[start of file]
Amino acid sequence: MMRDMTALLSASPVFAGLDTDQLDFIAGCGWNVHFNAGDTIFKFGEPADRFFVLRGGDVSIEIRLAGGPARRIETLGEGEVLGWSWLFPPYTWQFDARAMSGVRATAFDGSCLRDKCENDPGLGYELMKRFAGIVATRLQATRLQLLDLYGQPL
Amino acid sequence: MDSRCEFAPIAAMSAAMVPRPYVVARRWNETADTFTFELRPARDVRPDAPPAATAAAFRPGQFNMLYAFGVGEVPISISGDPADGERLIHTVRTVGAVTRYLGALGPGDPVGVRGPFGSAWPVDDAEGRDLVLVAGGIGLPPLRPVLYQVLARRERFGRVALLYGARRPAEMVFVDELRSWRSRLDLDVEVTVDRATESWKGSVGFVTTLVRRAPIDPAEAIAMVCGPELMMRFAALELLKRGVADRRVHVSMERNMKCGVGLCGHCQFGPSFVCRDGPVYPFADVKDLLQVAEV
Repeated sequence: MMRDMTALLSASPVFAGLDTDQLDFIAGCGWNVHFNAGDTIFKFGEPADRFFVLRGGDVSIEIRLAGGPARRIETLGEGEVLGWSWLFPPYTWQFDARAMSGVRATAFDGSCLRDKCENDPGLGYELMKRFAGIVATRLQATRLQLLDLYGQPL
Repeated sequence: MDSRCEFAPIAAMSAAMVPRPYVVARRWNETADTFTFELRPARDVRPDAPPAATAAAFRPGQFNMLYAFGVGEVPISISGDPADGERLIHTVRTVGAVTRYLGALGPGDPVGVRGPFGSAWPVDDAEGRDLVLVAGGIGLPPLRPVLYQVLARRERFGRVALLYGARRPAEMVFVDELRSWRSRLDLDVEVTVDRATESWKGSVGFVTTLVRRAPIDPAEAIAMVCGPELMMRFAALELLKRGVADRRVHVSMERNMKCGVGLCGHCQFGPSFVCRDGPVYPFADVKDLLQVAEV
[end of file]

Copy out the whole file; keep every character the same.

Amino acid sequence: MMRDMTALLSASPVFAGLDTDQLDFIAGCGWNVHFNAGDTIFKFGEPADRFFVLRGGDVSIEIRLAGGPARRIETLGEGEVLGWSWLFPPYTWQFDARAMSGVRATAFDGSCLRDKCENDPGLGYELMKRFAGIVATRLQATRLQLLDLYGQPL
Amino acid sequence: MDSRCEFAPIAAMSAAMVPRPYVVARRWNETADTFTFELRPARDVRPDAPPAATAAAFRPGQFNMLYAFGVGEVPISISGDPADGERLIHTVRTVGAVTRYLGALGPGDPVGVRGPFGSAWPVDDAEGRDLVLVAGGIGLPPLRPVLYQVLARRERFGRVALLYGARRPAEMVFVDELRSWRSRLDLDVEVTVDRATESWKGSVGFVTTLVRRAPIDPAEAIAMVCGPELMMRFAALELLKRGVADRRVHVSMERNMKCGVGLCGHCQFGPSFVCRDGPVYPFADVKDLLQVAEV
Repeated sequence: MMRDMTALLSASPVFAGLDTDQLDFIAGCGWNVHFNAGDTIFKFGEPADRFFVLRGGDVSIEIRLAGGPARRIETLGEGEVLGWSWLFPPYTWQFDARAMSGVRATAFDGSCLRDKCENDPGLGYELMKRFAGIVATRLQATRLQLLDLYGQPL
Repeated sequence: MDSRCEFAPIAAMSAAMVPRPYVVARRWNETADTFTFELRPARDVRPDAPPAATAAAFRPGQFNMLYAFGVGEVPISISGDPADGERLIHTVRTVGAVTRYLGALGPGDPVGVRGPFGSAWPVDDAEGRDLVLVAGGIGLPPLRPVLYQVLARRERFGRVALLYGARRPAEMVFVDELRSWRSRLDLDVEVTVDRATESWKGSVGFVTTLVRRAPIDPAEAIAMVCGPELMMRFAALELLKRGVADRRVHVSMERNMKCGVGLCGHCQFGPSFVCRDGPVYPFADVKDLLQVAEV